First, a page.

Daisy put her arm through his abruptly, but he seemed absorbed in what he had just said. Possibly it had occurred to him that the colossal significance of that light had now vanished forever. Compared to the great distance that had separated him from Daisy it had seemed as close as a star to the moon. Now it was again a green light on a dock. His count of enchanted objects had diminished by one.

Possibly - and possibly not. Or possibly something different. Certainly in this book there is abroad a hunger for 'enchanted objects', a taste for the 'colossal' and a concern to try to establish and differentiate those times - moments, configurations - when a light might be a star of 'colossal significance' as opposed to just another dock light. This is Nick Carraway's version, and we may wonder whether, in retrospect, the green light didn't shine more brightly for him even than, possibly, for Gatsby.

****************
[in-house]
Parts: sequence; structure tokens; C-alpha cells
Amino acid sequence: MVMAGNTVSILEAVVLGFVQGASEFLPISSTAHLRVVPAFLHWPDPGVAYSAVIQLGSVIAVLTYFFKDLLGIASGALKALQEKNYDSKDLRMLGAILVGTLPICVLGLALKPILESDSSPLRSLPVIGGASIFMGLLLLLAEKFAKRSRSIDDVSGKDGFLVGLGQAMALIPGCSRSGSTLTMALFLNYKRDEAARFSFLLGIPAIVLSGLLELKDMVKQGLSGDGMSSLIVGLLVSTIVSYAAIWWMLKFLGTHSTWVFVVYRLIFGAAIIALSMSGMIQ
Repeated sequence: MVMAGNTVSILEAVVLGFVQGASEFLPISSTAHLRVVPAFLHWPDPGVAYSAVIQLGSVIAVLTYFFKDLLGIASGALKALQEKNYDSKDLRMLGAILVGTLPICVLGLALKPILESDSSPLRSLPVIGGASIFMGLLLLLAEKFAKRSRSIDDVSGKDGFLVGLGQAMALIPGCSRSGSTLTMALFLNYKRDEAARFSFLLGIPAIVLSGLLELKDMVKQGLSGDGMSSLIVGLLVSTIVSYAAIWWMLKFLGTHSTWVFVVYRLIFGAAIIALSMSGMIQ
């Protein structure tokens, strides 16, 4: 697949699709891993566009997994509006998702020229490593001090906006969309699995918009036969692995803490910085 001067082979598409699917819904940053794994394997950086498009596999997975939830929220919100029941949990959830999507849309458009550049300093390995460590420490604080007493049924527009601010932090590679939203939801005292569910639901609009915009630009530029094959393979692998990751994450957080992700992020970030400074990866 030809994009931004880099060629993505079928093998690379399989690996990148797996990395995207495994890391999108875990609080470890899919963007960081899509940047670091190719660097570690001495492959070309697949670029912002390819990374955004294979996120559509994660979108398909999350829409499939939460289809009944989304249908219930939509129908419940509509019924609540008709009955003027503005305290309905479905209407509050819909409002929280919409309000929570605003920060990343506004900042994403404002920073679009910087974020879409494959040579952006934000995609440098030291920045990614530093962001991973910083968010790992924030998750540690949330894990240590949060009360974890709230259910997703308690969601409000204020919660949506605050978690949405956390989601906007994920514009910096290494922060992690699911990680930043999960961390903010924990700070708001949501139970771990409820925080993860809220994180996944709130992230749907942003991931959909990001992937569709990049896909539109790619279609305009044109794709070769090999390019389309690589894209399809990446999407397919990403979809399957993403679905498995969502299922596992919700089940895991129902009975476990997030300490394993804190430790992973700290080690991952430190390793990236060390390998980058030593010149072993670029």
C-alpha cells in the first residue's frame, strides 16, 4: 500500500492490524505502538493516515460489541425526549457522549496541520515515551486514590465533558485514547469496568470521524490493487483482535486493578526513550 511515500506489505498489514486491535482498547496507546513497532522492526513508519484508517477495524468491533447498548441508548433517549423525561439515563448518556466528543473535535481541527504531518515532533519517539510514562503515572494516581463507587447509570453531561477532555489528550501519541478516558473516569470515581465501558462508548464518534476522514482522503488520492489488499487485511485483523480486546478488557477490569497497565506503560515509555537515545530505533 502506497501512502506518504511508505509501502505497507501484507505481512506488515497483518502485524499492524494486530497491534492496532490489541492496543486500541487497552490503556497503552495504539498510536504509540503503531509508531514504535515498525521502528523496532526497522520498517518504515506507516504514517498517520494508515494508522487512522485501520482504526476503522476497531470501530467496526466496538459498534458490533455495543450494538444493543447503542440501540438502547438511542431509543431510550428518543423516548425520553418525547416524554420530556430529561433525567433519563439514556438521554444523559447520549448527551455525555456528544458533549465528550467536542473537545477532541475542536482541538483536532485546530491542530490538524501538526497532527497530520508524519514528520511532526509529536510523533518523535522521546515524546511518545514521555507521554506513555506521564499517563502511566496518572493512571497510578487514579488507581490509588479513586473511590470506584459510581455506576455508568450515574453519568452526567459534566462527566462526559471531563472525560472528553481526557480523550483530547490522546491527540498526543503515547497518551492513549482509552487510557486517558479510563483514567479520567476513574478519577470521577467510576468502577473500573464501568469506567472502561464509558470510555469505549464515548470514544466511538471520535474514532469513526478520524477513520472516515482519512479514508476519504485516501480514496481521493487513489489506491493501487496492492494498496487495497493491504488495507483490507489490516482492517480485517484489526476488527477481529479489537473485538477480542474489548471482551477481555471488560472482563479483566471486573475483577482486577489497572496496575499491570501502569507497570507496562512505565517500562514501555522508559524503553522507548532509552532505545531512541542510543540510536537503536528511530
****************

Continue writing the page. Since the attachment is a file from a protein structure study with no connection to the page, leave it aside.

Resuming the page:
Of the many exotic courses served at Trimalchio's banquet I want to single out one:

  a tray was brought in with a basket on it, in which there was a hen made of wood, spreading out her wings as they do when they are sitting. The music grew loud: two slaves came up and at once began to hunt in the straw... Peahen's eggs were pulled out and handed to the guests... we took our spoons and hammered at the eggs, which were balls of fine meal. I was on the point of throwing away my portion. I thought a peachick had already formed. But hearing a practised diner say, 'What treasure have we here?' I poked through the shell with my finger and found a fat baccafacio rolled up in spiced yoke of egg.